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Return of the Straight Dope Paperback – April 12, 1994


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Product Details

  • Paperback: 448 pages
  • Publisher: Ballantine Books; 1 edition (April 12, 1994)
  • Language: English
  • ISBN-10: 0345381114
  • ISBN-13: 978-0345381118
  • Product Dimensions: 5.5 x 1 x 8.5 inches
  • Shipping Weight: 1.3 pounds (View shipping rates and policies)
  • Average Customer Review: 4.7 out of 5 stars  See all reviews (10 customer reviews)
  • Amazon Best Sellers Rank: #751,798 in Books (See Top 100 in Books)

Editorial Reviews

From Publishers Weekly

Cecil (as he refers to himself) is clearly a man with access to many databases; he's an entertaining know-it-all, full of peculiar and often fascinating information. In his latest volume (after The Straight Dope and More of the Straight Dope ), a collection of his syndicated Q & A columns, Cecil discourses snappily on a wide range of subjects, among them cow tipping, the significance of Star Dates, the odds of contracting HIV from heterosexual intercourse, what happens if you're driving at the speed of light and turn your headlights on. His lively columns frequently provoke corrections, amplifications and hostility from his readers. Fans of Jan Brunvand's (an oft-quoted pal of Cecil's) Urban Legends books will love this one.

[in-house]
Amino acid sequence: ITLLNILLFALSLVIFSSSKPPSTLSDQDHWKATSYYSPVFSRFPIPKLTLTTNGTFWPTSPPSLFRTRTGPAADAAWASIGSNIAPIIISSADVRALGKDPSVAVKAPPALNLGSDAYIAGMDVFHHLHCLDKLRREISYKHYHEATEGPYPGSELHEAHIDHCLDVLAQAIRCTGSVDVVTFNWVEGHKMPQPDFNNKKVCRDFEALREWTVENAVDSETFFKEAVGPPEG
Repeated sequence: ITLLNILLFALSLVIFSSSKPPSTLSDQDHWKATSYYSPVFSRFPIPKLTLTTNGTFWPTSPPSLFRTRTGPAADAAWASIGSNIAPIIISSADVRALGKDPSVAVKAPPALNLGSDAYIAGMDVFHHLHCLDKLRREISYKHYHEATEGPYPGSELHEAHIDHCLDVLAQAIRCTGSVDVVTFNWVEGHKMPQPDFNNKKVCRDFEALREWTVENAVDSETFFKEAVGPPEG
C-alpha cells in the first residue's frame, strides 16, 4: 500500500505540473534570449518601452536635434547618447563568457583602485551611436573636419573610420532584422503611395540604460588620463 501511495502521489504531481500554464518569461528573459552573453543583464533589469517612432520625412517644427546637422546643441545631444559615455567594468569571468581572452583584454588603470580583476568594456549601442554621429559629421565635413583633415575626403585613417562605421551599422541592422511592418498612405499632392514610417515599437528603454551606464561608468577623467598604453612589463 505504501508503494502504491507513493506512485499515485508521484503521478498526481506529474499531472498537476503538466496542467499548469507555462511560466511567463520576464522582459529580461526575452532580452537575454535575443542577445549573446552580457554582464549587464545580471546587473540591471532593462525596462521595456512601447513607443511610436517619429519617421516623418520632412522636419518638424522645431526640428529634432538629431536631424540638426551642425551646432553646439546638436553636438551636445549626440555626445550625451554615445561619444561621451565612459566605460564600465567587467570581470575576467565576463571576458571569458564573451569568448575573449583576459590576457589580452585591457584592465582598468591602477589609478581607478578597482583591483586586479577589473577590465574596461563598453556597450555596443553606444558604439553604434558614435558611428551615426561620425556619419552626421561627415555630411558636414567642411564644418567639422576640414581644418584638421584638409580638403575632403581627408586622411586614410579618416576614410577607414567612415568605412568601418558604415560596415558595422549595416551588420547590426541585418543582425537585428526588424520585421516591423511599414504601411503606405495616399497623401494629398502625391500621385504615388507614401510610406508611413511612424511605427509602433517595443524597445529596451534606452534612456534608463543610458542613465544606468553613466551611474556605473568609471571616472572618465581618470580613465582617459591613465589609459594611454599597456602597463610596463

Copyright 1994 Reed Business Information, Inc.

From School Library Journal

YA-Chicago columnist Cecil Adams once again answers offbeat questions raised by his readers, throwing in his personal brand of vitriolic sarcasm. He answers questions about everything from why there is a "for single slices" slot in the toaster to aspects of "weird science," transportation, the human body, and technology.
Copyright 1994 Reed Business Information, Inc.

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Customer Reviews

4.7 out of 5 stars
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The books are well written and right on target scientifically.
John Rummel
Of the three Straight Dope books I've read so far--this is the third in the series--I would say that this is the best one yet.
Mike Smith
You have to love this guy - he gives you quality information and manages to do it in an entertaining way.
robin

Most Helpful Customer Reviews

7 of 8 people found the following review helpful By John Rummel on July 6, 2002
Format: Paperback